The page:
Asia-Pacific Labour Market Insights

COVID-19 containment measures heighten wage inequality in Thailand and Viet Nam

Containment measures during 2020 to combat the spread of the COVID-19 pandemic have led to heightened inequality, as evidenced by emerging trends in key wage indicators in Thailand and Viet Nam.

Analysis | 18 February 2021
A technical note COVID-19 and rising wage inequality: Trends and challenges in Thailand and Viet Nam highlights the magnitude of these trends. Based on analysis of quarterly data from national labour force surveys in Thailand and Viet Nam, the note quantifies the scale of inequality among wage earners, who in each country account for around half of total employment. It examines trends of various wage indicators in 2020 relative to the pre-crisis baseline in 2019 and helps identify segments of workers at the bottom of the wage ladder that have been particularly vulnerable to decreased pay during the crisis. The note concludes with several policy considerations critical to countering these rising inequality dynamics and fostering an even and balanced recovery.

Highlights include:

  • In both Thailand and Viet Nam, average nominal monthly wage levels decreased in the second quarter 2020 before rebounding in the third quarter. The magnitude of the contraction, however, varied across different wage groups.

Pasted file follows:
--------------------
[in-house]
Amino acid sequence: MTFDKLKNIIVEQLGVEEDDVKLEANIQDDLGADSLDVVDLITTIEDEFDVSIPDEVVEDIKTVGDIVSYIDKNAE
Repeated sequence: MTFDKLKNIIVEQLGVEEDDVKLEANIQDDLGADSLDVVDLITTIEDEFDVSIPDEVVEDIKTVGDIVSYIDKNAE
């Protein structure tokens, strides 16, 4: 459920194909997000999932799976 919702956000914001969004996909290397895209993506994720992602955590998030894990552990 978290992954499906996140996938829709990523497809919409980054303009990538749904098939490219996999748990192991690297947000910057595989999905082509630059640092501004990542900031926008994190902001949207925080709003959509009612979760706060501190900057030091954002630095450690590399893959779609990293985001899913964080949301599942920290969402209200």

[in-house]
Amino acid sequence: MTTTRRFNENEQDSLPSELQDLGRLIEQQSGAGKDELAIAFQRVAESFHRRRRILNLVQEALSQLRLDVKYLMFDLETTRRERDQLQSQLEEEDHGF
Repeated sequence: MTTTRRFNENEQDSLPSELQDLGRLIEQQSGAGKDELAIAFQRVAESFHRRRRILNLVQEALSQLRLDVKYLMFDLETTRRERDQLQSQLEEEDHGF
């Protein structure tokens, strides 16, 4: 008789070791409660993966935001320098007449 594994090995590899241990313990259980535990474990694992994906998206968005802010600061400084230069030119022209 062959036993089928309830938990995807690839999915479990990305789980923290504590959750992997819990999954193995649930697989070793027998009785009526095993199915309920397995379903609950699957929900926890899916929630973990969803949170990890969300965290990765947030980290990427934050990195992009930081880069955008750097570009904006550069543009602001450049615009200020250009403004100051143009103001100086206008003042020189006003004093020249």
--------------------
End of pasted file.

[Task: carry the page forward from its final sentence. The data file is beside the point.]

• Wage inequality, as measured by the ratio between those in the top and bottom 10 per cent of earners, trended upwards during the COVID-19 crisis in 2020.
  • Heighted wage inequality is striking in critical sectors particularly vulnerable during the COVID-19 crisis.
  • The COVID-19 crisis may be reversing progress in reducing low-paid work.

Conclusions and policy recommendations include:

  • Wage subsidies targeting low-paid workers in vulnerable sectors would help to protect some of the most vulnerable workers.
  • A renewed focus on minimum wage setting and ensuring compliance would help to offset the alarming expansion of low paid work particularly in Viet Nam and assist those at the bottom of the wage ladder.
  • Efforts towards an even and balanced recovery could focus on youth and workers with lower educational qualifications.
  • Active labour market policies such as skills training initiatives and job search assistance would help boost prospects of higher paid employment.

For more information:

Phu Huynh
Technical Specialist, Employment & Decent Work